• Stanley Jaki: a more favorable review by the scientist who first argued, in 1966, that because any "theory of everything" will certainly be a consistent non-trivial mathematical theory, it must be incomplete.
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    $\begingroup$ Hawking, as quoted above, uses Gödel's theorem as a metaphor, not as a lemma; I don't see how the criticism applies. In a way, Gödel broke the dam for the idea that some questions may not have a final answer, and that you will always have something left to explore. $\endgroup$ – darij grinberg Mar 14 '18 at 17:08
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    $\begingroup$ @darij Hawking wrote, in that article, “Thus a physical theory is self-referencing, like in Gödel’s Theorem. One might therefore expect it to be either inconsistent or incomplete.” Even at the level of “expecting” things, this “therefore” is just plain false. There’s no reason to expect this. $\endgroup$ – Alon Amit Mar 21 '18 at 6:54
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The answers so far (by Carlo Beenakker and p6majo) do not directly address Hawking's main argument, which is presented near the end of his lecture.

Hawking first presents a heuristic, motivational argument based on Gödel's theorem.

In the standard positivist approach to the philosophy of science, physical theories live rent free in a Platonic heaven of ideal mathematical models. That is, a model can be arbitrarily detailed and can contain an arbitrary amount of information without affecting the universes they describe. But we are not angels, who view the universe from the outside. Instead, we and our models are both part of the universe we are describing. Thus a physical theory is self referencing, like in Godel’s theorem. One might therefore expect it to be either inconsistent or incomplete. The theories we have so far are both inconsistent and incomplete.

This mention of Gödel's theorem is metaphorical, so strictly speaking one cannot accuse Hawking of misapplying Gödel's theorem. However, the analogy does seem a little strained, since earlier in the lecture Hawking emphasizes that "incompleteness" in the sense of unprovable propositions of arithmetic is not the kind of "incompleteness" he is really interested in—he is instead concerned about whether physical theories can, in principle, predict the future to arbitrary accuracy. But let us give Hawking a pass here since his main point isn't really about Gödel's theorem per se. Rather, his main point is that physicists, and hence presumably physical theories, necessarily reside in the physical universe that they are trying to describe. Hawking is suggesting that the "obvious" fact that physicists, and hence presumably physical theories, reside in the universe may place certain constraints on the predictive power of physical theories.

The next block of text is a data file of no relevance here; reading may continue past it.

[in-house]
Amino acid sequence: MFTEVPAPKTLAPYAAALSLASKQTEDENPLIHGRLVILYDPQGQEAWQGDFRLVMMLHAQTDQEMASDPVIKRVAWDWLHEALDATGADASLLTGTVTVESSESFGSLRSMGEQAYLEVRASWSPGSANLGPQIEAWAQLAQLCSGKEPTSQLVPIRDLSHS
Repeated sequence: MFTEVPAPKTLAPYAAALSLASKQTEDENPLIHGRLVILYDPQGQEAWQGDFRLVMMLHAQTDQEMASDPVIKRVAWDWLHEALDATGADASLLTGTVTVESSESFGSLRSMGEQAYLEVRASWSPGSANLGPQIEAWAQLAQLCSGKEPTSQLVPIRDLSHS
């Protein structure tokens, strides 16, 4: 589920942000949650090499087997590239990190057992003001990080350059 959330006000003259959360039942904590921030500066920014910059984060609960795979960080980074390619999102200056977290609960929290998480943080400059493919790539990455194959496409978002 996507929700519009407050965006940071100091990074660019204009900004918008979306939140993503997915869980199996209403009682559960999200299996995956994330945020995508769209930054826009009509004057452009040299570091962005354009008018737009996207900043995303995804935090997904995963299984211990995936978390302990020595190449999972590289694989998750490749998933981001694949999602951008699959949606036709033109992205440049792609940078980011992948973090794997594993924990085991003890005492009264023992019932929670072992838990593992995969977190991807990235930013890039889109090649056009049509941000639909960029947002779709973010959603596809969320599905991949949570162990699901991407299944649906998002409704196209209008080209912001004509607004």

The crucial part of Hawking's argument comes in the next paragraph.

The black hole limit on the concentration of information is fundamental, but it has not been properly incorporated into any of the formulations of M theory that we have so far. They all assume that one can define the wave function at each point of space. But that would be an infinite density of information which is not allowed. On the other hand, if one can't define the wave function point wise, one can't predict the future to arbitrary accuracy, even in the reduced determinism of quantum theory.

Not knowing much about M theory, I can't be certain that I totally understand what Hawking is saying here, but I think that he is saying that current physical theories model wave functions as being (locally, at least) arbitrary complex-valued functions of an open subset of ${\mathbb R}^n$ (or perhaps ${\mathbb Q}^n$)—or even if they are not completely arbitrary functions, at least the space of possible wave functions in a finite region is infinite-dimensional. Hence, if a wave function is a determinate member of this function space, then it encodes an infinite number of bits of information inside a finite region, which contradicts the black hole limit on the concentration of information.

I do not consider myself competent to evaluate whether this is a cogent criticism of M theory, but let us give Hawking the benefit of the doubt and assume that it is cogent. Even then, I see no indication here of a "fundamental" barrier of the type that Hawking metaphorically alludes to in the previous paragraph. First, no appeal is being made to our biological limitations ("if our brains were simple enough for us to understand, then we would be too stupid to understand them"). Second, Hawking also makes it clear that practical limits on our computational power to solve large systems of equations is not his concern either. And third, Hawking never exhibits any worry that there will always be some conceivable bigger and better experiment in some unexplored regime that might falsify our purported theory of everything.